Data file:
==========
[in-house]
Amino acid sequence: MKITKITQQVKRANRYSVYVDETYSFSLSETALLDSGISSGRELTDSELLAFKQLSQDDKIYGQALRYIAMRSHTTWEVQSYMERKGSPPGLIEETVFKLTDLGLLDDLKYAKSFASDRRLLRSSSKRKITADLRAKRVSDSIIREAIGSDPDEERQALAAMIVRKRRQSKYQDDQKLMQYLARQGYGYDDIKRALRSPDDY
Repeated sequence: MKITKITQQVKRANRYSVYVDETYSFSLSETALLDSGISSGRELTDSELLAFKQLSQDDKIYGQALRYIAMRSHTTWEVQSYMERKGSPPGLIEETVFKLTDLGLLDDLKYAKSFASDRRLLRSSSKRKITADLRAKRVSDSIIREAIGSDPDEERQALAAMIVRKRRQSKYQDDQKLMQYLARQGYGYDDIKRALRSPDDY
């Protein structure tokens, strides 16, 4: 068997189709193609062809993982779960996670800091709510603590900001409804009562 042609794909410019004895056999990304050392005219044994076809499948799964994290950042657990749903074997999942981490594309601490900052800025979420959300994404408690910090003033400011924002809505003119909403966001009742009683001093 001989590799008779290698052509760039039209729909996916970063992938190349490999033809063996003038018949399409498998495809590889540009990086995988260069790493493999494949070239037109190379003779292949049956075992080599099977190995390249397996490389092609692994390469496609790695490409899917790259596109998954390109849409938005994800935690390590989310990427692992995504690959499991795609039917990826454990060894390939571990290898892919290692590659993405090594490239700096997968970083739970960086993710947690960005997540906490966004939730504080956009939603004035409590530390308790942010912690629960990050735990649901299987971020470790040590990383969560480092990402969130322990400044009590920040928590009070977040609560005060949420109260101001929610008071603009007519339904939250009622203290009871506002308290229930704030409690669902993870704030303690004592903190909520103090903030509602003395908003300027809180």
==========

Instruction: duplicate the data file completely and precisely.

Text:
[in-house]
Amino acid sequence: MKITKITQQVKRANRYSVYVDETYSFSLSETALLDSGISSGRELTDSELLAFKQLSQDDKIYGQALRYIAMRSHTTWEVQSYMERKGSPPGLIEETVFKLTDLGLLDDLKYAKSFASDRRLLRSSSKRKITADLRAKRVSDSIIREAIGSDPDEERQALAAMIVRKRRQSKYQDDQKLMQYLARQGYGYDDIKRALRSPDDY
Repeated sequence: MKITKITQQVKRANRYSVYVDETYSFSLSETALLDSGISSGRELTDSELLAFKQLSQDDKIYGQALRYIAMRSHTTWEVQSYMERKGSPPGLIEETVFKLTDLGLLDDLKYAKSFASDRRLLRSSSKRKITADLRAKRVSDSIIREAIGSDPDEERQALAAMIVRKRRQSKYQDDQKLMQYLARQGYGYDDIKRALRSPDDY
């Protein structure tokens, strides 16, 4: 068997189709193609062809993982779960996670800091709510603590900001409804009562 042609794909410019004895056999990304050392005219044994076809499948799964994290950042657990749903074997999942981490594309601490900052800025979420959300994404408690910090003033400011924002809505003119909403966001009742009683001093 001989590799008779290698052509760039039209729909996916970063992938190349490999033809063996003038018949399409498998495809590889540009990086995988260069790493493999494949070239037109190379003779292949049956075992080599099977190995390249397996490389092609692994390469496609790695490409899917790259596109998954390109849409938005994800935690390590989310990427692992995504690959499991795609039917990826454990060894390939571990290898892919290692590659993405090594490239700096997968970083739970960086993710947690960005997540906490966004939730504080956009939603004035409590530390308790942010912690629960990050735990649901299987971020470790040590990383969560480092990402969130322990400044009590920040928590009070977040609560005060949420109260101001929610008071603009007519339904939250009622203290009871506002308290229930704030409690669902993870704030303690004592903190909520103090903030509602003395908003300027809180």